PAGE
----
Another group might also explain the same pattern of data: misogynist Republicans, who might vote for Perdue but against Loeffler because she is a woman. This seems less likely, just on the basis of how many women have previously been elected by GOP voters. (Continuing down the path of imagination, we can conjure up a group of racist Democrats who vote for Ossoff but not Warnock, or feminist Democrats who vote for Loeffler over Ossoff because she is a woman. But these groups would give more votes to Ossoff than Warnock, so don’t help explain the observed data.)
On many levels, what I have offered above is simplistic analysis. Despite my performing a quick analysis, the various considerations and possible questions proliferated. I didn’t do any research beyond looking up the numbers of votes cast. I could have looked more deeply. I could have looked at different details (what if I had looked at county-by-county breakdowns? Those might provide some counter to the ideas I used above).
A lot of dissertation writers with whom I have worked struggled to generate their own research, not because they weren’t smart enough or hard working enough, but because, due to self-doubt or humility, they didn’t rely on their own ability to think—they did not work to develop their own theoretical vision or scholarly voice, but rather tried to adhere to the ideas of others. They would get bogged down in debates of theory and method, not because they failed to understand theory or method, but because they didn’t trust themselves to question, examine, or doubt the theories and methods they read in the literature. They didn’t trust themselves to make choices based on their own speculation.
I have previously written about the role of confidence, as well as about the ways in which analysis causes proliferation of details and considerations. In this two-post series, I offer a sort of case study of how I approached a question about which I knew little, to show a process of questioning, how that questioning required my judgement and my imagination to shape the direction of my research, and how that approach naturally opened up several different courses of potential investigation. It’s offered as a view into ways of thinking about questions, and about all the places where imagination can enter. It’s not scholarly, and so it doesn’t incorporate dealing with scholarly literature, which is an important part of actual academic research. But I hope that the detail might encourage self-doubting scholars to engage their own judgement and imagination.
The need for imagination and judgement
Research is complicated, and there’s lots of doubt involved: if we knew the answers, we wouldn’t need to do research. Because of this difficulty, and because of how smart some researchers appear, lots of people get intimidated, and they look to others for answers without developing their own ideas. I have often worked with scholars desperately looking for answers outside themselves without first developing their own thinking. Basically, one of the key skills of a researcher is to develop your own theories—your own ideas about how the world works. Too many scholars struggle because they don’t trust or develop their own ideas or sense of critical judgment.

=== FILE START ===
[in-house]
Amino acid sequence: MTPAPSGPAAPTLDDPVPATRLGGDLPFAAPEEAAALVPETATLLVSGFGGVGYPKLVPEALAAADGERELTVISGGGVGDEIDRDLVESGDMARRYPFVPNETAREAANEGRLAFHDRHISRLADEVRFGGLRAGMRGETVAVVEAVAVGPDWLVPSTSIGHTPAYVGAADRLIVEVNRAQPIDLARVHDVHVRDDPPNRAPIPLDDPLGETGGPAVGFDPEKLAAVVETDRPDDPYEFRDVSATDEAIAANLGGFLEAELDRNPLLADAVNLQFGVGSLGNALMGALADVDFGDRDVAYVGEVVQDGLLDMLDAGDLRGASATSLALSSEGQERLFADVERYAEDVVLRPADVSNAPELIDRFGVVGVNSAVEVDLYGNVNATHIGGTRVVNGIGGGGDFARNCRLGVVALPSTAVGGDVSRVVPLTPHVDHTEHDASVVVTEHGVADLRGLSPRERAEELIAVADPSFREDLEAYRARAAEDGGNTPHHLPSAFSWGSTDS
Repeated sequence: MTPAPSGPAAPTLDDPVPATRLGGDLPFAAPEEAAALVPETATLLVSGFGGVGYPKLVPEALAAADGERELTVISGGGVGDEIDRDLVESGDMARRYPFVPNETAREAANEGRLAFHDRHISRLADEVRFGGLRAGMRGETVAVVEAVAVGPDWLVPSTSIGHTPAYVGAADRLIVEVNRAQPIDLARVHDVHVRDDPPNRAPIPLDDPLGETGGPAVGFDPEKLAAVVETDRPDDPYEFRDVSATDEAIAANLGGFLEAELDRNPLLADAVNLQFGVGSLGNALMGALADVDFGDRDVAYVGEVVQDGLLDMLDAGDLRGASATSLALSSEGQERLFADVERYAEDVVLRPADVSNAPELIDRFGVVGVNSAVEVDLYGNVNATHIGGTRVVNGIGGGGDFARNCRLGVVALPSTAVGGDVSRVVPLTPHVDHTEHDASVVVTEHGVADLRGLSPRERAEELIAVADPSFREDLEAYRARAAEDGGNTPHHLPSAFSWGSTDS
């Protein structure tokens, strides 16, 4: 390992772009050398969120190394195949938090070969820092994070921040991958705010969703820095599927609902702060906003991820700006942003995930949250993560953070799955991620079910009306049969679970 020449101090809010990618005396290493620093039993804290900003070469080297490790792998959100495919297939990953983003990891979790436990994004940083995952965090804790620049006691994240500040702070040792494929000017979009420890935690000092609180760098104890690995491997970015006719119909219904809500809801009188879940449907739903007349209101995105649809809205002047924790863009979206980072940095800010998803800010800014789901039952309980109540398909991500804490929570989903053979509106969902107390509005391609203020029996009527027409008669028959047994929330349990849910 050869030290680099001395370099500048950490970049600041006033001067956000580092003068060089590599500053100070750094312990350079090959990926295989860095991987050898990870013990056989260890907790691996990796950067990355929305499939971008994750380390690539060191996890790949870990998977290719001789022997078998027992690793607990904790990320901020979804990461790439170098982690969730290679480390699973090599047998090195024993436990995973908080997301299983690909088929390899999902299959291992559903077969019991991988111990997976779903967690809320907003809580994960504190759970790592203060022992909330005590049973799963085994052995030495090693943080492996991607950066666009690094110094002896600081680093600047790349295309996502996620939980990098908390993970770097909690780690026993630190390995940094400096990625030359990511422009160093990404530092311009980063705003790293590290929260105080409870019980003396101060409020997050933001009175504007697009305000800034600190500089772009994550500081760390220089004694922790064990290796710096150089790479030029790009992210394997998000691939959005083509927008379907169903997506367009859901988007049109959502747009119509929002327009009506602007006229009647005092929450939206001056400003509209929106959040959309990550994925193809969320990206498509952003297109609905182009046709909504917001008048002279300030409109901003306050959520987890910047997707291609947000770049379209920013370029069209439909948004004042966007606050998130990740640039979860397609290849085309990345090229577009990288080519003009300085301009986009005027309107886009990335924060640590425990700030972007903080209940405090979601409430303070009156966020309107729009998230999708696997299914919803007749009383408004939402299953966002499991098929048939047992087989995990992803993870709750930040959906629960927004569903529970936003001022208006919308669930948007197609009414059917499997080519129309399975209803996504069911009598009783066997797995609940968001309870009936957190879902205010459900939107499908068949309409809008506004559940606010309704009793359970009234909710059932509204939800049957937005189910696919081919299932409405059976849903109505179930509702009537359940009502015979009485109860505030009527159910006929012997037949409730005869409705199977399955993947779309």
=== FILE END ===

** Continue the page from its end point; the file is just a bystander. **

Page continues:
Key to the work of the researcher is imagination and story-telling. The researcher gathers data from the world, of course, but the researcher also tries to create a coherent story of how something in the world works. To be a scholar or researcher requires being able to address an unknown, make hypotheses about possible explanations, and then look for evidence that might support or counter those hypotheses. Some research is more exploratory and descriptive—Grounded Theory, for example—but even then the goal is to develop explanations and stories—to take pieces of evidence and start to move towards a coherent story. The researcher uses imagination to help build an explanatory and descriptive story of the world.
An additional role for imagination, for critical judgment, and also for natural analysis (see my previous posts), is the process of developing general questions and turning them into questions that could drive actual research projects. In this post, I develop an example that shows both the repeated role for imagination, the rapid proliferation of different questions that can overwhelm some researchers, and the need to make choices about which possibilities to pursue.
The example I have chosen came from the political news, and it’s not in an area that I have explicitly studied, so I lack the sophistication that a researcher in politics would have. That lack of sophistication, however, is useful when speaking about how someone might develop a research project or question from a starting place of relative naiveté. The post below tries to reflect both my initial thinking and the extra details that cropped up as I wrote about it. (Writing is a useful tool for developing ideas—I learn as I write. But a discussion of that dynamic is outside the scope of this post.)